Inconsistent use of et al

I'm using an edited version of APA6 which lists up to five author names in the in-text citations before abbreviating to et al. However, in some citations it inserts et al even when there are only four authors, what could be the reason for this inconsistency?
  • APA style says to use et al for items with 3 or more authors after the first time an item is cited.
  • Well, it doesn't implement that. Sometimes five authors are listed, other times it cuts off and inserts et al when there are 3 authors or more. That's why it's inconsistent.
  • I don't think you understood what bwiernik is saying:
    APA in-text citations have two different rules for et al.
    1. The first time an item is cited, up to five authors are listed (i.e. et al. is only used for works with 6 or more authors)
    2. For any subsequent cite, et al. is used for any citation with 3 or more authors.

    Zotero's APA style does implement that exactly. If it doesn't work like that in a document, start by testing in a new document to see if the behavior is consistent there. If so, we can troubleshoot the main document.
  • It doesn't change after the first time the same work is cited, it lists 5 authors for some works every time it is cited and inserts et al for others every time they are cited, even if the different works have the same number of authors.

    I assume it couldn't be that if some work with 6 or more authors is cited, then any other work with 3 or more authors will be cited with et al after that.
  • So have you tried in a new document? It could be that something doesn't work in updating your current document or it could be you have data in Zotero incorrectly. This definitely works correctly in general.
  • Not sure I understand the description, but the number of authors preceding et al. might be extended by disambiguate-add-names="true".
  • ah yes, good call. If the first x authors of two citations are identical, APA style says (and Zotero implements) to lit the first x+1 authors for both works
  • Another possibility is that the user's library contains two records of the same article and each of the records is cited.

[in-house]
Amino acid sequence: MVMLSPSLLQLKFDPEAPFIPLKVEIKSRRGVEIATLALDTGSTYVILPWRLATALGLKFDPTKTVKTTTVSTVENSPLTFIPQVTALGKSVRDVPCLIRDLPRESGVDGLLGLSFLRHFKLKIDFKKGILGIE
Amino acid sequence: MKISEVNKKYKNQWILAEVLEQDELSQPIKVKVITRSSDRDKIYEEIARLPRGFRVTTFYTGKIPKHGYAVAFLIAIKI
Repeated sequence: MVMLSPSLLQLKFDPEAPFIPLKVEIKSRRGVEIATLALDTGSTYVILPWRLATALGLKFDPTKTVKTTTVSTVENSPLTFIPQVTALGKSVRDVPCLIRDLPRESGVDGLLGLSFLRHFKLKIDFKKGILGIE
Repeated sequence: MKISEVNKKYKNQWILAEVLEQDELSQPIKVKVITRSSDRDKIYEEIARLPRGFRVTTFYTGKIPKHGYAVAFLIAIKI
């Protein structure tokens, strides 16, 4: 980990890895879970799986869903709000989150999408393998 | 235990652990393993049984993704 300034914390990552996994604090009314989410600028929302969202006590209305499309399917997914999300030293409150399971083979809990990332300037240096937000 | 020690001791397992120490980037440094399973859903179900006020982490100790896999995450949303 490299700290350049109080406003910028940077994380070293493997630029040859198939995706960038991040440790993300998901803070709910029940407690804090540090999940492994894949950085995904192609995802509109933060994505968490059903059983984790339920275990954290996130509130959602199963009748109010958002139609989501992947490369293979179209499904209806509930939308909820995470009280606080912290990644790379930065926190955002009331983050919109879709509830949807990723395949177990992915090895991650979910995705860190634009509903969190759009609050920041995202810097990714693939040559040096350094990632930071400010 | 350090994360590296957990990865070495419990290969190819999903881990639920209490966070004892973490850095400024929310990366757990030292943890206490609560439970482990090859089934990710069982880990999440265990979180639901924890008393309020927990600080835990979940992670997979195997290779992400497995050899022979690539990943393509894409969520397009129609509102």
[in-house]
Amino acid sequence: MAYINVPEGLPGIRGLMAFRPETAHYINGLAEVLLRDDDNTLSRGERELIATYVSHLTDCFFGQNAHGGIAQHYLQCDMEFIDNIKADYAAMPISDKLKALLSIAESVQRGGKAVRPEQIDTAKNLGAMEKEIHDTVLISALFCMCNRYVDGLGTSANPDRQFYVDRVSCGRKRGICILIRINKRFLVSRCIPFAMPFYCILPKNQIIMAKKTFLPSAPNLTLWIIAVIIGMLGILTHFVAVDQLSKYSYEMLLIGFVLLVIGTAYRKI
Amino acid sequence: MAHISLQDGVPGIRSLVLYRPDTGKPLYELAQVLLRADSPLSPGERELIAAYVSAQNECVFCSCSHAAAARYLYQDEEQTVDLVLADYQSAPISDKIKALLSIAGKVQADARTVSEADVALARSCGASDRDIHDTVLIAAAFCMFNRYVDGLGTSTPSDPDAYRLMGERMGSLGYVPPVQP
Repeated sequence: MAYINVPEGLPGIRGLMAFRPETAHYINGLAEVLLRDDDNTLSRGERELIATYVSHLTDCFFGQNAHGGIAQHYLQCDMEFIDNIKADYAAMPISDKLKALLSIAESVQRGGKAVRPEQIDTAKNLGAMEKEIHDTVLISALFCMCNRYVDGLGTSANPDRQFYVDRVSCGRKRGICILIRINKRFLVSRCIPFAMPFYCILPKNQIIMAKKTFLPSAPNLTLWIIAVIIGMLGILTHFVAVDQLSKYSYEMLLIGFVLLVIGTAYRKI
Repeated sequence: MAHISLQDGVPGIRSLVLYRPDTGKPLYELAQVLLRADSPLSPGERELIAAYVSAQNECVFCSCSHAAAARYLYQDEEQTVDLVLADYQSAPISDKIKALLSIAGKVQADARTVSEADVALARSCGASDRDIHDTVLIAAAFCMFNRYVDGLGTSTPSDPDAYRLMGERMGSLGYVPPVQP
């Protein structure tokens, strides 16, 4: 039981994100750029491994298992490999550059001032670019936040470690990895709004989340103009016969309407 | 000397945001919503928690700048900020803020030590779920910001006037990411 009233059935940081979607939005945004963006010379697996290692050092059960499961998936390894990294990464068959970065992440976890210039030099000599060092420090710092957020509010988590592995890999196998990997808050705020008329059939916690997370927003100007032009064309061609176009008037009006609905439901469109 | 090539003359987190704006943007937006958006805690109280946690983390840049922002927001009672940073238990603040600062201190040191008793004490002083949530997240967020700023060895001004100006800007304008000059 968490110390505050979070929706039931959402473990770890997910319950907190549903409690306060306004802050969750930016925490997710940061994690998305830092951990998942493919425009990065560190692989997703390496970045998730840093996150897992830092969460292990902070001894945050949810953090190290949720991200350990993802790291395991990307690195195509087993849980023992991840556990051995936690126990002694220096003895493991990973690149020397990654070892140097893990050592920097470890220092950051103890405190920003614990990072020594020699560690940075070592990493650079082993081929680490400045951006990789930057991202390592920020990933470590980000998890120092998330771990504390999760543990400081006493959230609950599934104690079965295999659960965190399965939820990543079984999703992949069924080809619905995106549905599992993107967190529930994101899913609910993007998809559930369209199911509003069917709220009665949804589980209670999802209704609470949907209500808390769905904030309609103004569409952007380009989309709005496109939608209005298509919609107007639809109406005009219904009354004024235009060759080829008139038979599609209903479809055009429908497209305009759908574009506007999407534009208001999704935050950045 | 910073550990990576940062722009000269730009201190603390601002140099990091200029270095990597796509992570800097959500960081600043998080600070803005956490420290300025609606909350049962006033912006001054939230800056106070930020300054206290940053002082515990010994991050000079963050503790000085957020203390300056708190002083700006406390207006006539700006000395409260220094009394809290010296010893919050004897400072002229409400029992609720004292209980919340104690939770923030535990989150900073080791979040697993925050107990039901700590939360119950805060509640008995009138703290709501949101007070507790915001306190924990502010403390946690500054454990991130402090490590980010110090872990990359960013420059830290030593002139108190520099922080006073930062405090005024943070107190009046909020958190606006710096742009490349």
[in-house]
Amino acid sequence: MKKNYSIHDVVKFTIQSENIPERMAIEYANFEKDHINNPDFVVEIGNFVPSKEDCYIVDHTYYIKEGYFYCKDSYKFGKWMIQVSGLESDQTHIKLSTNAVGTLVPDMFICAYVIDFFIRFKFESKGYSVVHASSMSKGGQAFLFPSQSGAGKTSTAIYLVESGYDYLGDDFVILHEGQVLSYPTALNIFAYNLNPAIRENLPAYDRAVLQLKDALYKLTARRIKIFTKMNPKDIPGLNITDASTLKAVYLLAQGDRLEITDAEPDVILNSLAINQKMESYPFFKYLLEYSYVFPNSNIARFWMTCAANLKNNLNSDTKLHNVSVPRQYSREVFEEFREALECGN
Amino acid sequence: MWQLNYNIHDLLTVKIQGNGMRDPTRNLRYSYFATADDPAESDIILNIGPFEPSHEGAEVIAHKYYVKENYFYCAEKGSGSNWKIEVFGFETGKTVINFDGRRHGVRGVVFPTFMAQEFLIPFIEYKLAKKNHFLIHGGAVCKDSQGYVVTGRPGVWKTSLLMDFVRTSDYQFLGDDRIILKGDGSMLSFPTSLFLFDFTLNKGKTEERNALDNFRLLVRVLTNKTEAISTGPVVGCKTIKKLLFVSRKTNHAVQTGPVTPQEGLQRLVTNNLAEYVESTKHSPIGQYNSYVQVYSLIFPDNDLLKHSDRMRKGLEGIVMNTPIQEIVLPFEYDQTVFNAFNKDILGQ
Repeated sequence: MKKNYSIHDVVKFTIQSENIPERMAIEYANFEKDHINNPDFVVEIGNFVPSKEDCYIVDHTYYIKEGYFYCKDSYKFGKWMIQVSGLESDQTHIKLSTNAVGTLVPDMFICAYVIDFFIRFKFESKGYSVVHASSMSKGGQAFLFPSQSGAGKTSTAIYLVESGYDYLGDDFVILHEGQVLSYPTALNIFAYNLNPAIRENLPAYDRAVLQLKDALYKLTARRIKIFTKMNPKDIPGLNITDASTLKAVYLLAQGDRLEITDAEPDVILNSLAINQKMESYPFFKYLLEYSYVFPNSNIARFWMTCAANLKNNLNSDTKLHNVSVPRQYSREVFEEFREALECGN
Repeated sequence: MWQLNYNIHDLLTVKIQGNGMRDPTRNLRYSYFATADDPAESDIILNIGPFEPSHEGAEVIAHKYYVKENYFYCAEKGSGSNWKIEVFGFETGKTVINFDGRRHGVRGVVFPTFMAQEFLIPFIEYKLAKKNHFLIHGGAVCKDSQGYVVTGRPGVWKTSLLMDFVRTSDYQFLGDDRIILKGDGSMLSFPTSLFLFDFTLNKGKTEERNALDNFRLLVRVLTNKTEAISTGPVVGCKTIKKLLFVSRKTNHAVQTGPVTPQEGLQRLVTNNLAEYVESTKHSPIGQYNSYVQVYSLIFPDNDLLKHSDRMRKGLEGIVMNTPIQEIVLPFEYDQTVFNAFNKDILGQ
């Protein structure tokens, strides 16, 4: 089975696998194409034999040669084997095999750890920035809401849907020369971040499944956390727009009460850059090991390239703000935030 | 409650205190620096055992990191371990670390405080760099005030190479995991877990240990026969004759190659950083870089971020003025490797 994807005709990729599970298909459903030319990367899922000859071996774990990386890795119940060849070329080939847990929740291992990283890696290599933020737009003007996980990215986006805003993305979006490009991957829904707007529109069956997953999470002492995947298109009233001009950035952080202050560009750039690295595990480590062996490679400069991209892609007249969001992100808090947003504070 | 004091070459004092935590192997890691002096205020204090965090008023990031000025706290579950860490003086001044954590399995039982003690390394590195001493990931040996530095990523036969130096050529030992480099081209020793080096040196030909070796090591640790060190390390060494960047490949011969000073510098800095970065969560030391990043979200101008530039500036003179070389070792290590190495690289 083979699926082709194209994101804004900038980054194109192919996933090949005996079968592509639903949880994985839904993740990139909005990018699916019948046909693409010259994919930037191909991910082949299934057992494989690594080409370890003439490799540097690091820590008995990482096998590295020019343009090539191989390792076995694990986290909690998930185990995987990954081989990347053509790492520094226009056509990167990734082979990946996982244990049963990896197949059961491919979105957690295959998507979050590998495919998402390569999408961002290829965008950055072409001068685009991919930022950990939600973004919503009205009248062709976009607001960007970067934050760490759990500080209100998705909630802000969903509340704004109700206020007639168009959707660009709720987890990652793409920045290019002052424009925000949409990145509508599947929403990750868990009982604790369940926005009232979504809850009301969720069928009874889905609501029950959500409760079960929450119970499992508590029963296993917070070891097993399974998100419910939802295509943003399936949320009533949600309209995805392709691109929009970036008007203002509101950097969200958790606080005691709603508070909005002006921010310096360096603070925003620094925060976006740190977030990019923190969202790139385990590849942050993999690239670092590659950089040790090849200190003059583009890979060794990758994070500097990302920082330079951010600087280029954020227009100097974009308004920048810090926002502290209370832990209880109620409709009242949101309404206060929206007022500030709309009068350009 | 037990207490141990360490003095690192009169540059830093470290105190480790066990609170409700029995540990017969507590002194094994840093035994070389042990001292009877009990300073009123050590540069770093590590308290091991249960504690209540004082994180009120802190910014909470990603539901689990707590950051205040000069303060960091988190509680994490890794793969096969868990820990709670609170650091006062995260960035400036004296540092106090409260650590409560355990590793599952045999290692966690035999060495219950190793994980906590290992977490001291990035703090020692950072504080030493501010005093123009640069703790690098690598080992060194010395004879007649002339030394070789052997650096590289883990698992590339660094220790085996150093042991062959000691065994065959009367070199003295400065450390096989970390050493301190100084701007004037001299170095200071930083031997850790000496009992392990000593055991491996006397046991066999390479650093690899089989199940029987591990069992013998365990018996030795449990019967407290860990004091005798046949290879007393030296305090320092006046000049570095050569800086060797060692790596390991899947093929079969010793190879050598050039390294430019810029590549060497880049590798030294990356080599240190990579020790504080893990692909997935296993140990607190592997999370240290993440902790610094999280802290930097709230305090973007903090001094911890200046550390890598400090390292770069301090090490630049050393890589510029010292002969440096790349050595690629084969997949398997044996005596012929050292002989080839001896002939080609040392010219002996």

• I'm having this exact issue, and it doesn't track with many of the suggestions in the thread.

    I didn't notice it until nearly the entire manuscript was finished, but [almost] any citation with more than 2 authors gets an et al. regardless of its position in the paper.

    I will look into fbennett's suggestion, but for now I've tried doing this in a new Word doc as well as trying it in a Google Doc.

    In examining Track Changes, I notice that all of the multi-author fields were recently reduced to et al., and I can't really explain it.

    https://falconbgsu-my.sharepoint.com/:i:/g/personal/cmgalla_bgsu_edu/EYXhoIeZthJJgvJPnZwoX00B_5d2zptpkZthVw7IzzEW3A?e=7euQlq

    This image gives you an idea how how it was changed. Any thoughts or suggestions?
  • edited 16 days ago
    It appears that this is by design for APA 7th? I haven't read the publication for this yet, and I'm not sure when I'd ever do that, but if this was an intentional change it certainly looks awful for most 3+ author papers.

    (Reise, Bonifay, & Haviland, 2013; Reise, Moore, & Haviland (2010) gets changed to
    (Reise et al., 2013, 2010), which seems to imply the 'et al.s' are the same for both publications. I'm all for cutting down document size, but this seems like there might be some real perverse consequences.

    On the plus side for some here: (McAbee, Oswald, & Connelly, 2014; Wiernik, Wilmot, & Kostal, 2015) becomes (McAbee et al., 2014; Wiernik et al., 2015). ;)
  • This isn’t a change in APA 7. APA 6 also would shorten both of those to just “Reise et al.” on subsequent citations.
  • Yeah I was more commenting on these being the first instance of every citation.

    It's a bit of erasure that seems unpleasant.
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